Scotland is not particularly athletic as a whole; we're better at sports where we don't have to run far or very quick. But the Commonwealth Games will be great for Scotland providing it is not allowed to become an exclusively Glasgow event, which is my problem with the SNP. They are no better than the last government in terms of concentrating on the Central Belt, where they get most votes, to the detriment of the south and north.

So do the SNP and their campaign for independence not seem attractive to a Scottish socialist?

I see myself as a patriot and socialist, but I vote Labour and not SNP because I don't agree with their policies, particularly their anti-nuclear, or anti-war policy. Nobody wants war, but we need strong leadership to counteract tyrants.

If the SNP become a dominant power we'll have a problem because the party simply brings together people with a desire to become independent, but if we got independence, I think people would then vote down the traditional lines of socialist, liberal or conservative politics and the SNP would have no use.

I have become less left-wing in recent years because I see the value in some areas of private enterprise and believe in a mixed economy, but I am still left-of-centre and believe in social justice, strong leadership, rewarding people who work hard in life, equal opportunities and the minimum wage, for instance. If we were a one-party state I'd be in prison before I voted Conservative, but that's just me.

Rugby having been at the centre of your life for more than 50 years, are you able to escape the sport in retirement?

Yes. It took me a while to get used to retirement, and days that didn't start at 6am and finish at midnight, but I disappeared from rugby for two years and it's now creeping back in.

My wife Frances and I enjoy travelling. We were in New Zealand at this time last year, and we're going to Las Vegas, Washington and Orlando this year. I've always been fascinated by America and I would like to go to China and India.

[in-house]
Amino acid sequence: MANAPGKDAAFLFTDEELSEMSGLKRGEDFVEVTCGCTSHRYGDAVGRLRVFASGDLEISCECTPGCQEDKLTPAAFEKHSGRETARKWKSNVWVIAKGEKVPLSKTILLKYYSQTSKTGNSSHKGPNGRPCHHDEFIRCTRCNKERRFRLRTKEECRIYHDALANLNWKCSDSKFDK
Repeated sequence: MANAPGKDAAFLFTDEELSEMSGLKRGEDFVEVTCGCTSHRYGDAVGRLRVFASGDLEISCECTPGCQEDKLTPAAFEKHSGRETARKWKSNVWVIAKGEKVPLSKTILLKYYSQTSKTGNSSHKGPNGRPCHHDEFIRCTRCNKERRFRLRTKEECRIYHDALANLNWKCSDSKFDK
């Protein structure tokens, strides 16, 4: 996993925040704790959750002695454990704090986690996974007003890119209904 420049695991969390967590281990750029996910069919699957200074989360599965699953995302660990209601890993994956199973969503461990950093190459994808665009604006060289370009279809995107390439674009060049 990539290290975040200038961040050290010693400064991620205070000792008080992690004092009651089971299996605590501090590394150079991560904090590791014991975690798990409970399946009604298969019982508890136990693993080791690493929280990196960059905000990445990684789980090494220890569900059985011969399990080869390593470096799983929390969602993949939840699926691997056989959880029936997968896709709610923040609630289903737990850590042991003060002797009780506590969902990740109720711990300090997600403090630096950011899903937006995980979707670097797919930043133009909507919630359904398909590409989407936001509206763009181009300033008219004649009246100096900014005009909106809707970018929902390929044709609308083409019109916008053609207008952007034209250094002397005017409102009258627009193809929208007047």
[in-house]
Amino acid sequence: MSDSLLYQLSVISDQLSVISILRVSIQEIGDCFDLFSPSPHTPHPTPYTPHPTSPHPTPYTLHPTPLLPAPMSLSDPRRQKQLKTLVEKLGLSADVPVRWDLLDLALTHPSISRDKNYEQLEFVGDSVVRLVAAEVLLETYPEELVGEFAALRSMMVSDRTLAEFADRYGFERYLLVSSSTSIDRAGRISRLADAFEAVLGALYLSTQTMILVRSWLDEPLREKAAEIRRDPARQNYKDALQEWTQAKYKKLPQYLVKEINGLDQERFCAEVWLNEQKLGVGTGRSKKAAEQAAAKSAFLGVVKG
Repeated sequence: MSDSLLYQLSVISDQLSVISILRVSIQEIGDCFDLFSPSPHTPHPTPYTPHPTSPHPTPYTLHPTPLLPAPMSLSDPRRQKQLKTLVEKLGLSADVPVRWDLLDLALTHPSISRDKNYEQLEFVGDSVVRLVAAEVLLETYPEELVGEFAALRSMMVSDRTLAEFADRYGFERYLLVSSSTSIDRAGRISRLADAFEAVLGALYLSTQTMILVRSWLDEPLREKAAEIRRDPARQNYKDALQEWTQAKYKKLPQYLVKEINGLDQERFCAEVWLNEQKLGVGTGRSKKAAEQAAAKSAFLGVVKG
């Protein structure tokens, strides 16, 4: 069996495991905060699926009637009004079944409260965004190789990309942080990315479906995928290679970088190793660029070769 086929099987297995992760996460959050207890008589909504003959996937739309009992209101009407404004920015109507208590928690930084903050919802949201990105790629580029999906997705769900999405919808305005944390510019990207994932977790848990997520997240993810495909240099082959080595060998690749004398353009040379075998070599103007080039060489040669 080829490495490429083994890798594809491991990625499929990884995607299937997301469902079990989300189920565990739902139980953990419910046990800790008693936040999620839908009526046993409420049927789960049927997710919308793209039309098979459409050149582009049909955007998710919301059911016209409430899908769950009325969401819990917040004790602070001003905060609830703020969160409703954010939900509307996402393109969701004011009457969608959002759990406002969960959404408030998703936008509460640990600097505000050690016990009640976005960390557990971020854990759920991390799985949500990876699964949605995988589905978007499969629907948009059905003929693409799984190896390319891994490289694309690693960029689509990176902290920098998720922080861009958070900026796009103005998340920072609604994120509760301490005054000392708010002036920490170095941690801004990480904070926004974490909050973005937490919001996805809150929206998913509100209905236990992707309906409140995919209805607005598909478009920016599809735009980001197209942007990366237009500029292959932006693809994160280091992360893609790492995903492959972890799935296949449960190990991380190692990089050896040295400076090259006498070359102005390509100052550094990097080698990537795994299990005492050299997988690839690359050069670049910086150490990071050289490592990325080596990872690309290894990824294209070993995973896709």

I am also going to Spanish classes at the Borders College in Peebles. I believe you have to keep your mind active; keep challenging yourself. I'm not in the gym so much now after a heart operation nearly three years ago, but I do a lot of gardening, and walk my Labrador three times a day.

Have you caught up with electronic age – do you own an iPod?

An eye what? I have a mobile phone and a computer, just, but hardly use them. My grandson Kenneth shows me, but if he can do it why should I interfere?

If you had a magic wand, what would you want for Scottish rugby over the next decade?

I would just like to see all levels thriving and being reasonably successful. We'll never be world-beaters, and the only time I've ever been really disheartened was during the political fighting in 2005, which, thankfully, is behind us now, so I'd want to see Scotland winning three or four Six Nations games each year, Glasgow and Edinburgh reaching the quarter-finals of the European Cup and clubs thriving and continuing to produce real rugby talent.

I worry about having professional rugby contained in our two biggest cities, and would want to see rugby spread so that youngster
s as far afield as Wick, Aberdeen, Dundee, Kelso and Dumfries have the same opportunities to enjoy rugby, be the best they can be and help Scotland be the best it can be.

What has been your most rewarding achievement?

I don't judge my life on achievements; I tend to judge it on what I am doing at the present time.

I was very happy teaching in Glasgow and the Lothians, and when I was headteacher at Hawick High School and took great satisfaction in seeing pupils achieve, whether it was passing an exam they didn't think they could, going to college or university, doing well in sport, or simply growing into a happy and confident adult.

But this week my "'reward" will be seeing Melrose Wasps beat Forrester in the youth cup and/or the Borders U16s beat Newcastle Falcons on Sunday … and Scotland beat England, of course.

Sunday, January 20, 2008

Heineken Cup 2008 Results

Saturday 19th January 2008
Newport-Gwent D'gons 0 VS Perpignan 25
Treviso 11 VS London Irish 24
Toulouse 34 VS Edinburgh 10
Leicester 25 VS Leinster 9
Llanelli Scarlets 0 VS Clermont Auvergne 41
Munster 19 VS Wasps 3

McGeechan rues European exit

Wasps boss Ian McGeechan was full of praise for Munster following their 19-3 victory in Ireland on Saturday, but he questioned referee Nigel Owens's decision to sin-bin Simon Shaw for not retreating the required ten yards at a penalty.

The loss means that Wasps are now out of the Heineken Cup, with the defence of their title being washed away in treacherous conditions at Thomond Park.